1. Of course, you couldn’t get anywhere without your fireplace. Technically, this is the “hearth” of “hearth cooking,” the heart and soul of any good gentlewoman’s house. However, today we tend to refer to just that brick-lined area in front of the fireplace as the hearth.
(Plus a lovely costumed interpreter back in her college years.)
2. Then you need something to get those hearth fires going: firewood. Make sure it’s dry and that you build the fire the right way (i.e. don’t smoke out the inhabitants of the house).
3. You’ll also need an iron swinging crane with hooks to hold your kettles over the fire. The swinging part is key, so you can pull the whole system out instead of constantly reaching into the fireplace.
5. Now for the tools that we still use today: a peel, for shoveling hot coals onto the hearth (more on that in a bit); a broom, for sweeping cold ashes from the hearth; and a poker.
Of course, you’ll start your fire very early in the morning, so you’ll be sure to have hot water and enough coals for cooking breakfast. Fires sadly take much longer to create heat than electric or gas ovens and stoves.
6. Okay. Now that your fire is good and hot, it’s time for the fun part: cooking!
You’ll heat up water in one of your kettles. This is helpful for washing the dishes or really anytime you need hot water. (But remember to set the water over the fire early in the morning, so you’re not caught with a kettle of cold water.)
The skillet is pretty self-explanatory: a good tool for frying and sauteeing. You’ll rest your hot pans on one of the trivets. The toasting fork is for, well, toasting stuff.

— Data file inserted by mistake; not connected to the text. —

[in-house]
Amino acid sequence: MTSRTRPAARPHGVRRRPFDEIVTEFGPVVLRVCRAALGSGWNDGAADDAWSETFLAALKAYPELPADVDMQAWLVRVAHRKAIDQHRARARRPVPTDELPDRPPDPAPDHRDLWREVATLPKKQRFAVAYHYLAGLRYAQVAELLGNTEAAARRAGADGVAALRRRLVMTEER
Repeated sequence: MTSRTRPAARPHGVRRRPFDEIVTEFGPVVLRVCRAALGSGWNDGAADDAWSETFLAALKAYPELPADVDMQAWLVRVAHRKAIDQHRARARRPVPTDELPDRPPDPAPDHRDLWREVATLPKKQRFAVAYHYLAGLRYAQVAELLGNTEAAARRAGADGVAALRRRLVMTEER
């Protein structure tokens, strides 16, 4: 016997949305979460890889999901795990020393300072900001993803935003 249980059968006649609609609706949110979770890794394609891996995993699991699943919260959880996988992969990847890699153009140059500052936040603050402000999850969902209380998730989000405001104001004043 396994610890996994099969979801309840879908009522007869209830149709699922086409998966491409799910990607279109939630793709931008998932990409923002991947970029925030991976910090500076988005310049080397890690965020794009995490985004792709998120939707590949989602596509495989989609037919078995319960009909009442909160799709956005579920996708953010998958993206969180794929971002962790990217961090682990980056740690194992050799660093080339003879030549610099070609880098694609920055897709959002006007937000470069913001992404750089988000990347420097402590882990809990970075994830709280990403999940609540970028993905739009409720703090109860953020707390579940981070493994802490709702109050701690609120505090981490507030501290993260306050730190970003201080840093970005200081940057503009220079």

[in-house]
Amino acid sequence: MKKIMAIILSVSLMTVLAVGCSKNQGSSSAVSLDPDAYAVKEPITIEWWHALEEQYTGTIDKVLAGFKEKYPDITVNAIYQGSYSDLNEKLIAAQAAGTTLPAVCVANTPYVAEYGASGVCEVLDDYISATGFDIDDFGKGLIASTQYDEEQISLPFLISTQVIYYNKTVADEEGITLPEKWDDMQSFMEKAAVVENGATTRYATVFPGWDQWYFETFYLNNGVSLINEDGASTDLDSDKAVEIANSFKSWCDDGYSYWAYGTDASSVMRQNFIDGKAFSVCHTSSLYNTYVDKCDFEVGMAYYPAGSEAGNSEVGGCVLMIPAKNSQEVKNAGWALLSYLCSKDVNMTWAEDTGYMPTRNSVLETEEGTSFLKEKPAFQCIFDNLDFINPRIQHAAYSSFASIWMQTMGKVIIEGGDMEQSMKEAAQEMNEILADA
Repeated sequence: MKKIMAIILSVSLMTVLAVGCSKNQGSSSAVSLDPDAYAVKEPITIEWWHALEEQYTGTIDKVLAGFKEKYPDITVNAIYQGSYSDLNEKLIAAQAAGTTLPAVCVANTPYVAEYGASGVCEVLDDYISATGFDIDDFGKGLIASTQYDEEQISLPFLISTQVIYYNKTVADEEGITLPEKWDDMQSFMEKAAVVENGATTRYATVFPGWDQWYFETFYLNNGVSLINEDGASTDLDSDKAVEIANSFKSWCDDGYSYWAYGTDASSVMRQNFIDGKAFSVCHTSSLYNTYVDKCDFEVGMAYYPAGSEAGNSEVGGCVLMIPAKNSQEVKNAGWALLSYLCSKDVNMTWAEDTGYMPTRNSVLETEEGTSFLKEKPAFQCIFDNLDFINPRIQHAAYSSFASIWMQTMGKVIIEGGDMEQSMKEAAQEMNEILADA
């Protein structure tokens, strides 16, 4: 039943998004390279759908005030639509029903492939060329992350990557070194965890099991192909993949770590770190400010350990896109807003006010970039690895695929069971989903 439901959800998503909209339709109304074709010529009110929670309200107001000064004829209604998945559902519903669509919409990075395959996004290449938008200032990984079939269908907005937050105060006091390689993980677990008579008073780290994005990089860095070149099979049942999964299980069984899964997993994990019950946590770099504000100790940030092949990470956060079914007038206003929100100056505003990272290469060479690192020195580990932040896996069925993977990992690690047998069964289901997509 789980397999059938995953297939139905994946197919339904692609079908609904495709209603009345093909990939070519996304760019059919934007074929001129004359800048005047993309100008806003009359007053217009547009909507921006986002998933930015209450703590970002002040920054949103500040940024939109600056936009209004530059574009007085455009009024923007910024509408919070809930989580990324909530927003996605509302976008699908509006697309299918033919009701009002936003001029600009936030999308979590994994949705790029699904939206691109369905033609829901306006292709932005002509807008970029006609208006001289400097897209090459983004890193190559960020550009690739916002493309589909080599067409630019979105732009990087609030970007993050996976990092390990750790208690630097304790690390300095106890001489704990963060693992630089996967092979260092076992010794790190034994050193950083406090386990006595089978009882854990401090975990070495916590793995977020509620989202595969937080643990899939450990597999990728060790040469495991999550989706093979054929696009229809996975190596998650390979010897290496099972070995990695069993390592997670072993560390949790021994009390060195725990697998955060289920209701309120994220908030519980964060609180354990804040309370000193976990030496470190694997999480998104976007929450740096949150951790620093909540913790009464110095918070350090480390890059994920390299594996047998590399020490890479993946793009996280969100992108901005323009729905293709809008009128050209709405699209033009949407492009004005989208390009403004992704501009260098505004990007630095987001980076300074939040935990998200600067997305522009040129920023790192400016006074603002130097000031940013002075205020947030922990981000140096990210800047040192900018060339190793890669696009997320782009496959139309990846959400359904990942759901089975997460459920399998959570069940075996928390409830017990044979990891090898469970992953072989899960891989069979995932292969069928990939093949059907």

When you want to bake something small like a pie, or you’re working on a slow-cooking stew, your Dutch oven comes in handy. This is the original Dutch oven (with legs!). After you’ve spread hot coals on the hearth (with your handy peel), you set the Dutch oven on top, place your food inside, and cover. Then you arrange more hot coals on top–the rim keeps them from falling off. Make sure to recover with hot coals every so often so the temperature stays even.
7. For keeping skillets directly over heat for a long period of time, something like a gridiron (also called a spider) is particularly nice to have.
8. If you want to roast a chicken, you’ll need andirons (which we still generally see in fireplaces today) to support a spit.
9. Or you could use a tin kitchen. The tin kitchen sits on the hearth with the open side facing the fire, so the heat is reflected from the closed side of the kitchen. The meat turns on a spit within.
10. Finally, if you’re ready to do your weekly bread baking, you’ll want to fire up (heh) your bread oven, which is most likely a beehive-like hollow next to the fireplace. Make sure to build a big fire inside the oven so the logs have time to burn down to ashes. The inner bricks will heat up enough to bake bread.
And those are just the basics. We haven’t even begun to discuss how to do the washing up.
It’s posts like these that fill me with conflicting feelings. For one, I have a hard time believing that one summer I could use all these tools like I was in my own kitchen. Never a second thought about spreading hot coals over the hearth. For another, it makes me incredibly thankful for my gas oven and stove.
I know I occasionally conclude my posts with an appreciative statement like that, but really, this time I mean it. To have to wait only 20 minutes for my oven to preheat, instead of the several hours it might take for the logs to burn down into hot coals? It gives me a whole new appreciation for those colonial cooks.
Dutch oven. Brass kettles. Skillet. Trivet. Toasting fork. Crane, gridiron, andirons, fireplace tools. Tin kitchen. Bread oven. Bellows.